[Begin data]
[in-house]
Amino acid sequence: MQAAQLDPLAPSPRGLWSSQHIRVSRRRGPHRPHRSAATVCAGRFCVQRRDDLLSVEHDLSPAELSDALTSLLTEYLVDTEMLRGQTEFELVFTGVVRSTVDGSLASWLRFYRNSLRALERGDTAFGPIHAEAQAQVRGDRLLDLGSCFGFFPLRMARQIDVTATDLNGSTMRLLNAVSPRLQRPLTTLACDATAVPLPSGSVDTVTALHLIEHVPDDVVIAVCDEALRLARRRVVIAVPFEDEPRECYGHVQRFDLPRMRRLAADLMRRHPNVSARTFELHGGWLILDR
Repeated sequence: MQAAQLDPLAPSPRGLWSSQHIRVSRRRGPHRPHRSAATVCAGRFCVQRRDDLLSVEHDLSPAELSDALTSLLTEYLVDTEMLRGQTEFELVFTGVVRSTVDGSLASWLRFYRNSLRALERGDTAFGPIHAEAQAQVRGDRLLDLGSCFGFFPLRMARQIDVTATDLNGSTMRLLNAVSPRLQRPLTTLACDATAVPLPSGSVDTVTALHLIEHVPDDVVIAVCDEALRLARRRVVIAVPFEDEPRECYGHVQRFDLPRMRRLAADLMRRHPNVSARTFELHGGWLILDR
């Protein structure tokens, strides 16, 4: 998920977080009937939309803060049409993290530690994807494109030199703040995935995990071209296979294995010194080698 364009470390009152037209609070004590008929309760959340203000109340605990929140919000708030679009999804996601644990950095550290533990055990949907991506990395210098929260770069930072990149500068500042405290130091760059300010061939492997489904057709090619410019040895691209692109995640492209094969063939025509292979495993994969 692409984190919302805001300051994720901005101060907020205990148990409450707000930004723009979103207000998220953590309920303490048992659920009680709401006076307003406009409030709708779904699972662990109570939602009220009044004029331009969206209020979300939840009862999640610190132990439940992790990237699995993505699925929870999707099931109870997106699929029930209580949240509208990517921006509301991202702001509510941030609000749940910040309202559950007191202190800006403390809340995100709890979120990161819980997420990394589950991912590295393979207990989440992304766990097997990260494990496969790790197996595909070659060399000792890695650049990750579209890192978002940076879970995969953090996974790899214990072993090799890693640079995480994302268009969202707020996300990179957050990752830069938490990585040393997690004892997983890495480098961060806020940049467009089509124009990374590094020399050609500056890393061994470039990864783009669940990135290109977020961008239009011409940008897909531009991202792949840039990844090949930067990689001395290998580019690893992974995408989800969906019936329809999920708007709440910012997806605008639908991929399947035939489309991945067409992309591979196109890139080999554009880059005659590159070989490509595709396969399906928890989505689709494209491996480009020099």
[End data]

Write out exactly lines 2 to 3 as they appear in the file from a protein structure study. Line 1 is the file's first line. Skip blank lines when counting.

Amino acid sequence: MQAAQLDPLAPSPRGLWSSQHIRVSRRRGPHRPHRSAATVCAGRFCVQRRDDLLSVEHDLSPAELSDALTSLLTEYLVDTEMLRGQTEFELVFTGVVRSTVDGSLASWLRFYRNSLRALERGDTAFGPIHAEAQAQVRGDRLLDLGSCFGFFPLRMARQIDVTATDLNGSTMRLLNAVSPRLQRPLTTLACDATAVPLPSGSVDTVTALHLIEHVPDDVVIAVCDEALRLARRRVVIAVPFEDEPRECYGHVQRFDLPRMRRLAADLMRRHPNVSARTFELHGGWLILDR
Repeated sequence: MQAAQLDPLAPSPRGLWSSQHIRVSRRRGPHRPHRSAATVCAGRFCVQRRDDLLSVEHDLSPAELSDALTSLLTEYLVDTEMLRGQTEFELVFTGVVRSTVDGSLASWLRFYRNSLRALERGDTAFGPIHAEAQAQVRGDRLLDLGSCFGFFPLRMARQIDVTATDLNGSTMRLLNAVSPRLQRPLTTLACDATAVPLPSGSVDTVTALHLIEHVPDDVVIAVCDEALRLARRRVVIAVPFEDEPRECYGHVQRFDLPRMRRLAADLMRRHPNVSARTFELHGGWLILDR